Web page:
Back in January my friend Lexie got a call from World Vision. No doubt the woman who called was hoping she’d found another Major Donor. Lexie and her husband had made a significant donation in December.
“I was just wondering,” the woman said, “about your recent donation.”
Lexie grinned into the phone. “How much time do you have?” she asked.
Four years earlier, Lexie’s husband, David, had been injured in a debilitating car accident. The accident was in a company vehicle, so his medical expenses should have been covered by the company and their insurance. But David and Lexie had to fight every step of the way to get the money to cover his surgeries and physical therapy. David was unable to work, so they used their savings to pay rent, to feed their six kids, to keep the lights on and the water running at their house.
As their savings dwindled, Lexie prayed that God would keep them out of debt. All of David’s medical bills were on lien, the doctors and specialists trusting that the justice of David’s case would prevail and they would be paid when it was. Lexie saw this as a huge part of God’s faithfulness to them, that they did not have to borrow money to pay for David’s mounting medical expenses.
After three years, their savings ran out and they had to borrow money to pay their rent and rely on their church community to provide food for their family until David was well enough to work again, which, amazingly, was only a couple months later!
Through it all Lexie had to walk by faith that God would provide, would heal. Day after day, week after week, for more than four years, she had to choose faith. And she did.
Finally, last spring, they went to mediation, and the result was a settlement to cover all the liens for David’s medical bills, all the savings they had spent, the money they had borrowed, and enough to pay for David’s ongoing physical therapy. The years that the locusts had eaten had been restored.
At Christmas, Lexie and David gave their children a World Vision catalog and told them they could choose anything in it. They poured over that catalog and gleefully gave goats and mosquito nets, sheep and clothing.
“We received and received and received for so many years,” Lexie told the woman from World Vision, “and now finally we were in a place where we could give, and give generously.”
When Lexie recounted this conversation to me, her face was alight with joy, the joy of someone who knows what a gift it is to be able to give.
I love this story. I love it because it captures the heart of the Lenten discipline of almsgiving, or charity—and that heart is joy. For some reason, we tend to drag our spiritual feet when it comes to giving. It feels very much like a duty, and an onerous one. I do wonder if that is because most of us do not realize how very much we’ve been given. Lexie, on the other hand, knew what it was to be always on the receiving end of others’ generosity, so when she had the chance to be generous herself, she leaped at it with alacrity and joy.
We are still in the season of Lent, a season traditionally characterized by three disciplines: fasting, repentance, and almsgiving. Last month, I wrote about how the Lenten practice of repentance flows from the practice of fasting. In a similar way, the Lenten practice of almsgiving (or we could simply say giving) flows from the practice of repentance.
In fasting, we stop reaching for the thing we habitually reach for to comfort or succor or numb us, and in the silence (and probably the disorientation!) of that vacuum, we can finally hear God calling our names, calling us to turn our faces toward Jesus—in other words, to repent. “Sin,” writes Simone Weil, “is not a distance from God, but a turning of our faces in the wrong direction,” and we all of us live in some area or other of our hearts with our backs turned to God. Repentance is the act of turning around.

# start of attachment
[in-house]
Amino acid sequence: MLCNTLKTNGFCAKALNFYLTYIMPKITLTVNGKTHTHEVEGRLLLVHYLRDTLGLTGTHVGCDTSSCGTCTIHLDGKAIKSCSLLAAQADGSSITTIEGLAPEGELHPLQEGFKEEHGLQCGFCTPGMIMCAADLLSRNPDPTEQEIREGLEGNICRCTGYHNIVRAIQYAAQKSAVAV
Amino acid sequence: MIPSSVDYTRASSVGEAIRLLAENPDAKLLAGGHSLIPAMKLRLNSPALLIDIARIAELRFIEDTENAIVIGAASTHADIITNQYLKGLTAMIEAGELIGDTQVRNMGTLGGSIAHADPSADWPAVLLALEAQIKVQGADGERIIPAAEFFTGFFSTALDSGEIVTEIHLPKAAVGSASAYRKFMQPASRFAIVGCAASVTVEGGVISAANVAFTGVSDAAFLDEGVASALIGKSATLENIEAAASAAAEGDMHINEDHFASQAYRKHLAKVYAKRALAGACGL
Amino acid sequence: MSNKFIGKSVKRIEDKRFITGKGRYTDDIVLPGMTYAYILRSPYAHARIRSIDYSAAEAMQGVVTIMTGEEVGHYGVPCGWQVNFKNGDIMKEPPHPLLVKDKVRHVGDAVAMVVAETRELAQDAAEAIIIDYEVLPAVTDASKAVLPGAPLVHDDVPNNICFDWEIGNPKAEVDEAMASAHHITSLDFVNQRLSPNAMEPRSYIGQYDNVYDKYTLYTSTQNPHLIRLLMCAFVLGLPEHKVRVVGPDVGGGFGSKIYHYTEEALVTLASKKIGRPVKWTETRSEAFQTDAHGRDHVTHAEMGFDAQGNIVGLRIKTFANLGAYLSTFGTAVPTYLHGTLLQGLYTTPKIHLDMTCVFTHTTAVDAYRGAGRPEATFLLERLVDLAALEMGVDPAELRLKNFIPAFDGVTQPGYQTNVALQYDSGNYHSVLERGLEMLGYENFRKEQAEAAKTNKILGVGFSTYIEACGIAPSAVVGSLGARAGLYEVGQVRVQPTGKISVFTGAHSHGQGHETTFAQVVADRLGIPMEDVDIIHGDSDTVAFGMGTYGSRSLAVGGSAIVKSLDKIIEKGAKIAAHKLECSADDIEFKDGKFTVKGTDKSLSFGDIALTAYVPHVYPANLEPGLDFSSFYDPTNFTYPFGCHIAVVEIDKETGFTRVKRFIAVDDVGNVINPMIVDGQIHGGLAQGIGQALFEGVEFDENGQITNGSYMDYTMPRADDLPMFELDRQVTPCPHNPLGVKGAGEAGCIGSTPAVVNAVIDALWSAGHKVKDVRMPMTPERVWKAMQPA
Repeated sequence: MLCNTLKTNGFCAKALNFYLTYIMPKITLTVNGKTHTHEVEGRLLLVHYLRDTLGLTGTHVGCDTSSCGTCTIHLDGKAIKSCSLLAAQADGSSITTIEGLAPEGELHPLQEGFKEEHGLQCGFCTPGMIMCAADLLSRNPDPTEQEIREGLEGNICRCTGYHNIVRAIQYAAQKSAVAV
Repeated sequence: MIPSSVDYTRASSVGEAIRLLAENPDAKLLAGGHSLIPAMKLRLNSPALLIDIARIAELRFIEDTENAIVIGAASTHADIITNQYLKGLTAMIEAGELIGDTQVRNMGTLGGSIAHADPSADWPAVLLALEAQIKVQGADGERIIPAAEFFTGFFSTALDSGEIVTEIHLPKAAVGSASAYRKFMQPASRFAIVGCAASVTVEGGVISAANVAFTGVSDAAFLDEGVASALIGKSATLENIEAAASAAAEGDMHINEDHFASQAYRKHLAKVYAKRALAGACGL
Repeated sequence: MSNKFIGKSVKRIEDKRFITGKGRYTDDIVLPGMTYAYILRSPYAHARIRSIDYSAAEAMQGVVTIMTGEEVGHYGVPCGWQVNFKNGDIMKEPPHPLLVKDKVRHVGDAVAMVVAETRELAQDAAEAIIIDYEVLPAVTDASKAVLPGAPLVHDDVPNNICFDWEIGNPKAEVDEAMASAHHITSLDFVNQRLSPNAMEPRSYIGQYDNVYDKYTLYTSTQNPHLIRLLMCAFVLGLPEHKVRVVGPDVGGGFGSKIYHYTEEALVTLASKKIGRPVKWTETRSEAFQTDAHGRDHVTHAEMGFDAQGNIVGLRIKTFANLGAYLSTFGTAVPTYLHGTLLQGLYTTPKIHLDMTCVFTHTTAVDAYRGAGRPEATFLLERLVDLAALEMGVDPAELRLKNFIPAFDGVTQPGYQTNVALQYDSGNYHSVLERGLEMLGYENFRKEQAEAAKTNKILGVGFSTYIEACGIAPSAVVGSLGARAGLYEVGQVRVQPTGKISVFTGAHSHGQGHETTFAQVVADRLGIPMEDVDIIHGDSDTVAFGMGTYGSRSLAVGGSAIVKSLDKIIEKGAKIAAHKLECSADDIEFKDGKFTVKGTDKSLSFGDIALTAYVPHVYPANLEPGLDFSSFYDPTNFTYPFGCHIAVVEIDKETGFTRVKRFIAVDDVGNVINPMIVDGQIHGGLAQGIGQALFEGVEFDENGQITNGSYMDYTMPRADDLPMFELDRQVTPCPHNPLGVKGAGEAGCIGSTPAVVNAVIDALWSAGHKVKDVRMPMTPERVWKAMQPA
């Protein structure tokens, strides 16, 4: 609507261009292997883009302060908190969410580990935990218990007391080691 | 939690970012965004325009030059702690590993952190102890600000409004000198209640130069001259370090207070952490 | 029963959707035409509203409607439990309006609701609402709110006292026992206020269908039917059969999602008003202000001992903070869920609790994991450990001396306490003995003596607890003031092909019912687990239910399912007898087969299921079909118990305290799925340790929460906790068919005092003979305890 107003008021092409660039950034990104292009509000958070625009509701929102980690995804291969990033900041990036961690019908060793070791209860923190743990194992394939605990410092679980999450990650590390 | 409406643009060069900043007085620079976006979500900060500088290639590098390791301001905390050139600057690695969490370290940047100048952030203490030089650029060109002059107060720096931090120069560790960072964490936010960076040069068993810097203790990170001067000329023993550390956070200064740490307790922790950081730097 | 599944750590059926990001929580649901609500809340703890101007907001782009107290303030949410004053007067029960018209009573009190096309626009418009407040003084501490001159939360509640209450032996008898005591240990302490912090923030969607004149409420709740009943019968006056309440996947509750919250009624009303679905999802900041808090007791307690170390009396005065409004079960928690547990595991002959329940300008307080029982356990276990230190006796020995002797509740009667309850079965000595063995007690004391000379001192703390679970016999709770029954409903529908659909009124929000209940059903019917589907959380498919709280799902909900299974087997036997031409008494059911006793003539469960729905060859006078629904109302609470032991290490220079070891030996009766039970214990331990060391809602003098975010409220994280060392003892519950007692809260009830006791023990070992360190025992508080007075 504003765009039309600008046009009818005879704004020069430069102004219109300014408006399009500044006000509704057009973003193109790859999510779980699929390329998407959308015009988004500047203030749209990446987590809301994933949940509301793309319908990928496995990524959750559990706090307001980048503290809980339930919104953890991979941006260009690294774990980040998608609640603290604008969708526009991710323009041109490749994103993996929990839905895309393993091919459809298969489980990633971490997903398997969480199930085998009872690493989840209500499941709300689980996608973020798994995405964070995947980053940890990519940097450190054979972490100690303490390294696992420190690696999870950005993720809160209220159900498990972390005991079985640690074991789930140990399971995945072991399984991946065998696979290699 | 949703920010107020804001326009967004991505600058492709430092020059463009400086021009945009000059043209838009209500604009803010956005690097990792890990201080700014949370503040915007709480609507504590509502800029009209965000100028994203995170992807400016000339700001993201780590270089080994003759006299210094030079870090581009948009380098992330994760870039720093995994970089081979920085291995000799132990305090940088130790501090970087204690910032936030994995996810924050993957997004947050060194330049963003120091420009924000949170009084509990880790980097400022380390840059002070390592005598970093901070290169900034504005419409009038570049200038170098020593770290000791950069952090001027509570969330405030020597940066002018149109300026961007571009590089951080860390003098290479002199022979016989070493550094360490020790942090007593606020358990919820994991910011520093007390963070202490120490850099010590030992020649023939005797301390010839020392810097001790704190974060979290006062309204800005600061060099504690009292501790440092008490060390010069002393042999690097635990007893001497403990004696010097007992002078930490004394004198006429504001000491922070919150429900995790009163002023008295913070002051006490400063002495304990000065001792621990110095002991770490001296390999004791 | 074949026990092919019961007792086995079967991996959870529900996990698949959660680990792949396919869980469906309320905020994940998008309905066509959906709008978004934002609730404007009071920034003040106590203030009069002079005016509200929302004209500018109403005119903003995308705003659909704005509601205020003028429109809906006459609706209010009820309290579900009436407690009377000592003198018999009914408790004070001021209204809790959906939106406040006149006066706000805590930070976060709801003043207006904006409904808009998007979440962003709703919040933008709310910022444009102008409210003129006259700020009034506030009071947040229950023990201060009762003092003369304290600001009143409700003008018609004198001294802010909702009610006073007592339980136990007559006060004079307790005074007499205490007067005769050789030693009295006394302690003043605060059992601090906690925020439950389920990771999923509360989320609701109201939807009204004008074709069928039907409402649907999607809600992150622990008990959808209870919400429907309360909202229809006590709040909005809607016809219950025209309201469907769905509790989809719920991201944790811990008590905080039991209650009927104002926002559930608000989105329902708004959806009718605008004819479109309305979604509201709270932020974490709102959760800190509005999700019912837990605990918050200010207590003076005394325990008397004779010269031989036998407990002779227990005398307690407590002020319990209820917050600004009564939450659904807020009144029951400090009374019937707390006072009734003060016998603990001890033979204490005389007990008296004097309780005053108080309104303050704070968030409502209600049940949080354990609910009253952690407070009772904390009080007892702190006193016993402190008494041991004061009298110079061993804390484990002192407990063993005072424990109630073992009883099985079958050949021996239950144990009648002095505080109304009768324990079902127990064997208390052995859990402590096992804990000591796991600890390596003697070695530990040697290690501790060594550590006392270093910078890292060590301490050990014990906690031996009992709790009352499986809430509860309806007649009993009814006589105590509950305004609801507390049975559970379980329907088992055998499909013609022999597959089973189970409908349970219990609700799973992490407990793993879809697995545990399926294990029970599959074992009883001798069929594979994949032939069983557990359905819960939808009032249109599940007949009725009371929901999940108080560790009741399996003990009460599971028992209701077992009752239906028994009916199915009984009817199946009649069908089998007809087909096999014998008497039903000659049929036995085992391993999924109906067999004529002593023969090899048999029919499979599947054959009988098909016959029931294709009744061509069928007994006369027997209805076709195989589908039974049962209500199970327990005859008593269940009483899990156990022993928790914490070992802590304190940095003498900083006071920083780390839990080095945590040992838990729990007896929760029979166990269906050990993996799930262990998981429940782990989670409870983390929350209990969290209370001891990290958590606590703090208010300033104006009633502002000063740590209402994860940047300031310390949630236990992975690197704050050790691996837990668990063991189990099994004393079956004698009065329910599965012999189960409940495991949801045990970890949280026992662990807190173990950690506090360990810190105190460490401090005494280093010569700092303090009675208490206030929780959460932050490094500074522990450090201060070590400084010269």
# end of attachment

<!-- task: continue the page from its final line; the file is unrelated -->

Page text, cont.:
The Greek word for repentance, metanoia, has the same prefix as metamorphosis, transformation. Repentance and transformation are related terms: repentance orients our lives toward God; transformation orients our lives in God.
When we live facing God, we begin to see ourselves clearly—and what we see is how very unlike God we are, how very, well, sinful. But we also see how very much He loves us: “see what manner of love the Father has given to us, that we should be called children of God, and so we are!” (1 John 3:1).
As we turn and turn and turn again, facing each area of our lives Godward (repentance), God removes our transgressions from us until we are purified and sanctified (transformed!) and remade in the image of Christ. As this transformation occurs, says Oswald Chambers, “you will never cease to be the most amazed person on earth at what God has done for you on the inside.”
What God has done for you.
From repentance flows the amazed realization of what God has done and is doing for us all the time. Forgiveness is a gift. Transformation is a gift. This life we’ve been given in Christ—is all gift. And when we realize just how much we’ve been given, the practice of giving moves from the realm of duty to the realm of delight, as it was for Lexie and her family.
Lexie knows what it is to receive in abundance, and so she was able—and eager!—to give in abundance. As we continue our journey through Lent I pray we will all know, deep in the marrow of our souls, the boundless generosity of God.
There are only two weeks left before Easter. How has your Lenten fast unfolded? Have you been surprised by what has bubbled to the surface in the silence? Have you been able to rest in the easy yoke of Jesus and hear His song of love for you?
PS: The Reading Plan
- April 4th: Kimberlee Conway Ireton
- April 11th Chapters 6 and 7 in Invitations From God by Adele Ahlberg Calhoun
- April 18th Chapters 8 and 9
- April 25th Chapters 10 and 11